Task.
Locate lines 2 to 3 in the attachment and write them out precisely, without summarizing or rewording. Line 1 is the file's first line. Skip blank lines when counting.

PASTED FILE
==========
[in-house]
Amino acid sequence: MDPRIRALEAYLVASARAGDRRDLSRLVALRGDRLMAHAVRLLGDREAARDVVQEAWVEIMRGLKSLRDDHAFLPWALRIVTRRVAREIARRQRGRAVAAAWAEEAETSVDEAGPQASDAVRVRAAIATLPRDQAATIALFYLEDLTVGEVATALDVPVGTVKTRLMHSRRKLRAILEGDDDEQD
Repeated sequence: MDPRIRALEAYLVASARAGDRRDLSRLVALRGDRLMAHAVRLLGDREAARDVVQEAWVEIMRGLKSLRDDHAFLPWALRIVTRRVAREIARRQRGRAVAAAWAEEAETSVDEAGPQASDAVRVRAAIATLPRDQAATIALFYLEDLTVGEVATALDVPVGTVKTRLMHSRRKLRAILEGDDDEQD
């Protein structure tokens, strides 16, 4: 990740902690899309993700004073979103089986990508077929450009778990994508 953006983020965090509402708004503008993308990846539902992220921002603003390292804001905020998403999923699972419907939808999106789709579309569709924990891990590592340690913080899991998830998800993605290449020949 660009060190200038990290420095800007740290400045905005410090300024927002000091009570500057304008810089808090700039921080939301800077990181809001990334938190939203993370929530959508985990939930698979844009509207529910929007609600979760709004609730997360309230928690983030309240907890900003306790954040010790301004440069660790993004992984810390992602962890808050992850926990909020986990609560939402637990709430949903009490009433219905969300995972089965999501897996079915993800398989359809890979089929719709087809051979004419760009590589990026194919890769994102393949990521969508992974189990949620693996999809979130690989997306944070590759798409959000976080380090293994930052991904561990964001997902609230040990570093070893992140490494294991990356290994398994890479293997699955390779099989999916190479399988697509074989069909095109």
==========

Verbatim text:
Amino acid sequence: MDPRIRALEAYLVASARAGDRRDLSRLVALRGDRLMAHAVRLLGDREAARDVVQEAWVEIMRGLKSLRDDHAFLPWALRIVTRRVAREIARRQRGRAVAAAWAEEAETSVDEAGPQASDAVRVRAAIATLPRDQAATIALFYLEDLTVGEVATALDVPVGTVKTRLMHSRRKLRAILEGDDDEQD
Repeated sequence: MDPRIRALEAYLVASARAGDRRDLSRLVALRGDRLMAHAVRLLGDREAARDVVQEAWVEIMRGLKSLRDDHAFLPWALRIVTRRVAREIARRQRGRAVAAAWAEEAETSVDEAGPQASDAVRVRAAIATLPRDQAATIALFYLEDLTVGEVATALDVPVGTVKTRLMHSRRKLRAILEGDDDEQD